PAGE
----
I typically walked over my lunch hour in parks, business/industrial areas, or on city streets. Comfortably warm sunny days are ideal, but weather doesn’t always cooperate. I’ve walked when it was snowing or with snow on the ground, which actually isn’t bad, but while snow isn’t much of a problem, ice is. Walking on ice required that I reduce my pace, sometimes to a crawl, to avoid slipping and falling.
My daughter actually did fall once because she slipped on ice on the way to work. That ended her walking workouts until her twisted ankle healed so either use a great deal of care if you walk in icy conditions, find an alternative walking environment, or don’t walk to avoid the risk.
Walking in the rain doesn’t have the same risks, but it’s pretty unpleasant. I can’t walk at a really brisk pace while holding an umbrella, so it’s a matter of getting a good water resistant coat with a hood. Even with that, if it’s raining hard, you’re going to get drenched anyway. I walk in porous shoes to keep my feet cool but they’re a lousy option for walking in rain puddles, so I ended up with soaked socks most of the time.
The other “weather hazard” is summer. By the lunch hour, it can be pretty warm outside, enough to where I’d be soaked with sweat by the end of my walk because of the combination of work and heat. If you live someplace where temperatures get into the 90s or 100s in the daytime, a fast 30 minute walk may be out of the question. If you decide to walk in the heat, take a water bottle with you and stay well hydrated. During the summer, you might want to adjust your schedule so you’re walking early in the morning to avoid hot temperatures.
I’ve known people who would visit their local mall and walk there to avoid bad weather. You have to go when the place first opens up. That’s about the only time when the mall will be empty enough to allow you the space to walk. Trying to power through crowds won’t be an optimal exercise experience.
When I go to the gym at five in the morning, in the winter, it’s still dark. I see people walking and jogging that early and many of them are hazards to themselves and others. If you need to walk when it’s dark, please dress in light-colored clothing and wear a light. Usually bicycle shops will sell lights you can strap to you arm or leg. Otherwise, you’re next to invisible to drivers and you can’t be seen in their headlights until the last possible moment before (potentially) being hit.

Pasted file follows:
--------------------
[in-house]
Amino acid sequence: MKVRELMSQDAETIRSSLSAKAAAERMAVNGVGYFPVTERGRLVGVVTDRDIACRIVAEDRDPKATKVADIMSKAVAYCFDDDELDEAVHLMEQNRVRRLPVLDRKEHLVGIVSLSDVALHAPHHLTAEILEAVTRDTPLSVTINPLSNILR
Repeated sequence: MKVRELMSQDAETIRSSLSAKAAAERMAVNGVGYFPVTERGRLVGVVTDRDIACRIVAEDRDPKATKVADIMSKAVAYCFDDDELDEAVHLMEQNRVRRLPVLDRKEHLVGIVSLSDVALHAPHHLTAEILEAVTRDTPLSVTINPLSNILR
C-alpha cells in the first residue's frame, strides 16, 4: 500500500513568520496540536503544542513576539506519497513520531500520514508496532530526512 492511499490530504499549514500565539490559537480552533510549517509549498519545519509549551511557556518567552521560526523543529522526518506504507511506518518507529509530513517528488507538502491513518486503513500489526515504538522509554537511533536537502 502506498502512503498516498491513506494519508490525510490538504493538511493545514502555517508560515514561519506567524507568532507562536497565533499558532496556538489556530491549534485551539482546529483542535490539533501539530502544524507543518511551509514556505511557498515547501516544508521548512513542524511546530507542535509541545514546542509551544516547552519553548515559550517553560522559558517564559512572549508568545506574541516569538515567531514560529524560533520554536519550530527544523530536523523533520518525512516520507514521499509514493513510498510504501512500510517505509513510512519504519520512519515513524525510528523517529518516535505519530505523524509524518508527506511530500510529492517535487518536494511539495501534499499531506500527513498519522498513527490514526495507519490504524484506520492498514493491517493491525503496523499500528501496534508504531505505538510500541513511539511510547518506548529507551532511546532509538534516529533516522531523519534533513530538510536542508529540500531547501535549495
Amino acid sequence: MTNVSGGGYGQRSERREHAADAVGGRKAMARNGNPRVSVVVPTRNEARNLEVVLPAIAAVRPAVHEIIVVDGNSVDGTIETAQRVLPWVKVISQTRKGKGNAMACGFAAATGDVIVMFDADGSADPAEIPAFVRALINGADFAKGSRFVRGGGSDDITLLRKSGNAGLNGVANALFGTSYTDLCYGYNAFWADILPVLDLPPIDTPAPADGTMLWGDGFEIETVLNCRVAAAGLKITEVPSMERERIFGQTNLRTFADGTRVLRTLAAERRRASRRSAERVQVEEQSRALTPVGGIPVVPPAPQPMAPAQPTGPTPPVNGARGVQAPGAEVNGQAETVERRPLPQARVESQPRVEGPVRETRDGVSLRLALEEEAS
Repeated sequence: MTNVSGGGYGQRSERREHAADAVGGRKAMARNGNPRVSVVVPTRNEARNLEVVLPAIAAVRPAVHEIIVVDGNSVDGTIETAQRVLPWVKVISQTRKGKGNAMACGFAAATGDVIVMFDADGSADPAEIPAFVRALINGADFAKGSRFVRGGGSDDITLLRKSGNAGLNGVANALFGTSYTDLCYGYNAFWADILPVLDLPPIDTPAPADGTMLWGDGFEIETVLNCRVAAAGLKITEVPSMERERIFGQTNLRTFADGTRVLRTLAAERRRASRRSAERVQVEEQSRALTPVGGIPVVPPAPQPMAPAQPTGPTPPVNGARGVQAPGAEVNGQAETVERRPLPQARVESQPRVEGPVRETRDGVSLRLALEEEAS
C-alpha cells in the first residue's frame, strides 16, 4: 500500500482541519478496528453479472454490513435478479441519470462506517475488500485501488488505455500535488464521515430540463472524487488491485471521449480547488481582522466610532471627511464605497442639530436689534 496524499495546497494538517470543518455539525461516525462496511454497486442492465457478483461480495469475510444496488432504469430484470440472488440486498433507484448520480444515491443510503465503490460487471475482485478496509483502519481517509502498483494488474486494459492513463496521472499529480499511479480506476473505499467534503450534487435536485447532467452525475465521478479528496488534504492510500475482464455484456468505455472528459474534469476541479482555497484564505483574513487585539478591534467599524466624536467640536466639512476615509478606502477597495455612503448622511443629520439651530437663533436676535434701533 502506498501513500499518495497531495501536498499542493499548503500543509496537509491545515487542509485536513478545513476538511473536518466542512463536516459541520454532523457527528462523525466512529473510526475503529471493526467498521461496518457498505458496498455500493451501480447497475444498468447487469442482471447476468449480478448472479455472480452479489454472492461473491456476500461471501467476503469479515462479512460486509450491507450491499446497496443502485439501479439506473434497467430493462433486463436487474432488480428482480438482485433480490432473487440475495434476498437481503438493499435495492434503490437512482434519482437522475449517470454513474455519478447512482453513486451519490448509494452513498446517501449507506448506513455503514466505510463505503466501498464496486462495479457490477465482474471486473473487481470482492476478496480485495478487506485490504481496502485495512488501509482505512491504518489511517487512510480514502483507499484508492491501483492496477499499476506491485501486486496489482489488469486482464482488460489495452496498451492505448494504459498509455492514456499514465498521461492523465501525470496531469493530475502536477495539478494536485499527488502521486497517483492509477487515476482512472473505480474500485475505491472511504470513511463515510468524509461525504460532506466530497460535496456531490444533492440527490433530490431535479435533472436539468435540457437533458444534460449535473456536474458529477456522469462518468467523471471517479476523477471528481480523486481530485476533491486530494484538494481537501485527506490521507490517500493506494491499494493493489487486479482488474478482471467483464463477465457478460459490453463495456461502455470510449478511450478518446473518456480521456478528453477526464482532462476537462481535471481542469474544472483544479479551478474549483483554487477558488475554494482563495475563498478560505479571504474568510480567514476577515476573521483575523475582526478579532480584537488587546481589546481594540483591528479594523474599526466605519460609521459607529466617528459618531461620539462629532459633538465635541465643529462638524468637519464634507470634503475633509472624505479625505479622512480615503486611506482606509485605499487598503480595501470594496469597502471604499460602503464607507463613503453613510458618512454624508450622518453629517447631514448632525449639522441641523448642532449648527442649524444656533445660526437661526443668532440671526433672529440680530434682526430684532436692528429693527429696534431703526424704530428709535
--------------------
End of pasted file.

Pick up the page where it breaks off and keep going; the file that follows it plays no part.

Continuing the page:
The other option given all those conditions, is to join a gym and use a treadmill or other aerobic exercise machine to do your walks. That brings up other issues I’ll briefly mention at the end of this article.
I’ve mentioned before that what got me to go back to the gym was having my son David as a workout partner. It also helped that David had a lot of experience in weight training from his service in the U.S. Marine Corps. Just having another person who is expecting you to meet them for a workout is incredibly motivating, not only in terms of support, but in not wanting to let the other person down by canceling or not showing up. This works as well for walking. Finding a walking partner is ideal for the reasons I mentioned above, plus having a companion makes exercise a social event. It can also be a safer option than walking alone depending on where and when you are doing your walks.
There’s nothing more motivating than seeing and feeling the results. This isn’t just about stepping on the scale and seeing a smaller number than last week or pulling your belt a bit tighter when getting dressed, it’s about how you feel. It’s about being able to generate more physical effort for longer periods of time. It’s about feeling more alert. It’s about seeing all the physical and mental signs of better health and quality of life. Once you begin to experience positive changes and see that walking really works, you’ll want to do it more, and an exercise activity will become a lifestyle habit.
I know we shouldn’t judge ourselves by how others see us, but having someone actually notice that we look better or are more active is a real boost. There’ve been a few times at the gym when people have actually mentioned how they admire how hard I work. Other people in my day-to-day life have said they’ve noticed I’ve lost weight or look better. It really does motivate me when other people say they can see the difference in me because of my workouts.
Speaking of results…
I made two basic observations after I’d been walking for a number of months. The first was that I definitely lost weight and generally felt better in terms of stamina and mental alertness. The second was that I hit “the law of diminishing returns.” That is, after a period of time, walking wasn’t as effective in helping me lose weight as it was when I first started out. My body had become accustomed to the effort, and my level of fitness at that point required that I either ramp up the intensity by jogging or running, or that I find a different routine in order to challenge myself.
An article at Greatist.com compared the effectiveness of walking vs. running and concluded that running burns more calories than walking for the same amount of time. According to the Mayo Clinic for a 160 lb person, running for an hour burns 800 calories, while walking for the same period of time only burns 300 calories.
This isn’t just because running is a more intense exercise. Even when walkers expended the same amount of energy as runners by walking longer distances, the runners still lost more weight. This was explained by another recent study suggesting that running activity is better than walking for regulating appetite hormones. At least for me, this meant that walking was only going to get me so far in my effort to attain better health. My takeaway from all this was that I needed to join a gym and access more variety and intensity, both aerobic and anaerobic, in a workout routine. That was the right move, but it opens up a whole other world of variables to take into consideration. I’ll write more about these “next steps” soon.
You are never too old to set another goal or to dream a new dream.
–C. S. Lewis